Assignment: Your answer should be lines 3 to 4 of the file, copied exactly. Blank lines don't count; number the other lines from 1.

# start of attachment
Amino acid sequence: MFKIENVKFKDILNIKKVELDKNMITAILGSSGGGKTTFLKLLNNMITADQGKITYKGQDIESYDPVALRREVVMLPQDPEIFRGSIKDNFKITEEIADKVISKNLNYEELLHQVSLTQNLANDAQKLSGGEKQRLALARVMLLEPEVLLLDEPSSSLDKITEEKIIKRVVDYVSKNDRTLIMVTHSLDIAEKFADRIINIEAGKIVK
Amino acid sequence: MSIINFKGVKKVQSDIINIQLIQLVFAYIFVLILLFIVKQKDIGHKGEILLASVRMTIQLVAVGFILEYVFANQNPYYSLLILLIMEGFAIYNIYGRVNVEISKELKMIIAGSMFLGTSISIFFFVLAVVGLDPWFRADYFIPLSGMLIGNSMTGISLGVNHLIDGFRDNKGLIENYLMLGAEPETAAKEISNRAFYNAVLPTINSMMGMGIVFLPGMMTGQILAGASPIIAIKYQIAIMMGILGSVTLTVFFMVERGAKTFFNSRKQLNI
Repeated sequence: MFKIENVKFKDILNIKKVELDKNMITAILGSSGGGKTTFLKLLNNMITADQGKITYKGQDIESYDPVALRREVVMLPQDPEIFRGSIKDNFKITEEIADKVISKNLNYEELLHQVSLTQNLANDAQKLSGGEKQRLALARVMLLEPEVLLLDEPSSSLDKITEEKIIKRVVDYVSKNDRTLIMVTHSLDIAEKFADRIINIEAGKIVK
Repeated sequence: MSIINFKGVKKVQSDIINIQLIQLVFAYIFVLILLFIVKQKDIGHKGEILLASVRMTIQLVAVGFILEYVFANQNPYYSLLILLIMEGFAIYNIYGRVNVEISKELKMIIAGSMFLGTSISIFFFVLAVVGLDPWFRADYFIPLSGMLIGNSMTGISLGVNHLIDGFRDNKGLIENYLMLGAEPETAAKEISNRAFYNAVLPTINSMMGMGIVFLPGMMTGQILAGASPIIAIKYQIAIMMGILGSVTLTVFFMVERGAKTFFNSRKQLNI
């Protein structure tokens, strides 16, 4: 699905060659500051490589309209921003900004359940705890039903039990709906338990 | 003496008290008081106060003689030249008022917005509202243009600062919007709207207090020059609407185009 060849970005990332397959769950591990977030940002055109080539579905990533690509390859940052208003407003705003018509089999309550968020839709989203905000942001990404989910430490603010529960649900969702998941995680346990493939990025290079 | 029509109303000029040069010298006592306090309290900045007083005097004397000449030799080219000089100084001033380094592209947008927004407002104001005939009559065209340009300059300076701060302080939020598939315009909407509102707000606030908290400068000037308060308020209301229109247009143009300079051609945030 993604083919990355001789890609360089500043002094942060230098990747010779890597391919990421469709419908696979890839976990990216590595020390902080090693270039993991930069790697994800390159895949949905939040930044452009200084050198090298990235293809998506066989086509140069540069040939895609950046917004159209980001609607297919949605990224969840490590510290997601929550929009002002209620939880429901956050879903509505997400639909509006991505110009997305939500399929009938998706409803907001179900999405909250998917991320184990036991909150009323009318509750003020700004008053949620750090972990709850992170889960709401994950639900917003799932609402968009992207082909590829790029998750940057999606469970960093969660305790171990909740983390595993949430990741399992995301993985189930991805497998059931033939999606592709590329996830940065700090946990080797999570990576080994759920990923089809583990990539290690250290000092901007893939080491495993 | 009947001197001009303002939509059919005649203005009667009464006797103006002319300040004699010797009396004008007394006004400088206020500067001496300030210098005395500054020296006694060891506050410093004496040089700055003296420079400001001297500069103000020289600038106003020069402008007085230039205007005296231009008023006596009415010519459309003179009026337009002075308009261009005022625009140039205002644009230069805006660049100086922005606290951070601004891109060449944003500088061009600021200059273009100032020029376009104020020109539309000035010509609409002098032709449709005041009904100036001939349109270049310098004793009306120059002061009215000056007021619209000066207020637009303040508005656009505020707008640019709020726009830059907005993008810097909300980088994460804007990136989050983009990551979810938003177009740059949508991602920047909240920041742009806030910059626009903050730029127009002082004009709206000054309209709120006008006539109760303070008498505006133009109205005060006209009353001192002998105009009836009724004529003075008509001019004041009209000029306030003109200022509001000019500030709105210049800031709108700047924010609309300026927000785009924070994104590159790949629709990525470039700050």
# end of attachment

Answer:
Repeated sequence: MFKIENVKFKDILNIKKVELDKNMITAILGSSGGGKTTFLKLLNNMITADQGKITYKGQDIESYDPVALRREVVMLPQDPEIFRGSIKDNFKITEEIADKVISKNLNYEELLHQVSLTQNLANDAQKLSGGEKQRLALARVMLLEPEVLLLDEPSSSLDKITEEKIIKRVVDYVSKNDRTLIMVTHSLDIAEKFADRIINIEAGKIVK
Repeated sequence: MSIINFKGVKKVQSDIINIQLIQLVFAYIFVLILLFIVKQKDIGHKGEILLASVRMTIQLVAVGFILEYVFANQNPYYSLLILLIMEGFAIYNIYGRVNVEISKELKMIIAGSMFLGTSISIFFFVLAVVGLDPWFRADYFIPLSGMLIGNSMTGISLGVNHLIDGFRDNKGLIENYLMLGAEPETAAKEISNRAFYNAVLPTINSMMGMGIVFLPGMMTGQILAGASPIIAIKYQIAIMMGILGSVTLTVFFMVERGAKTFFNSRKQLNI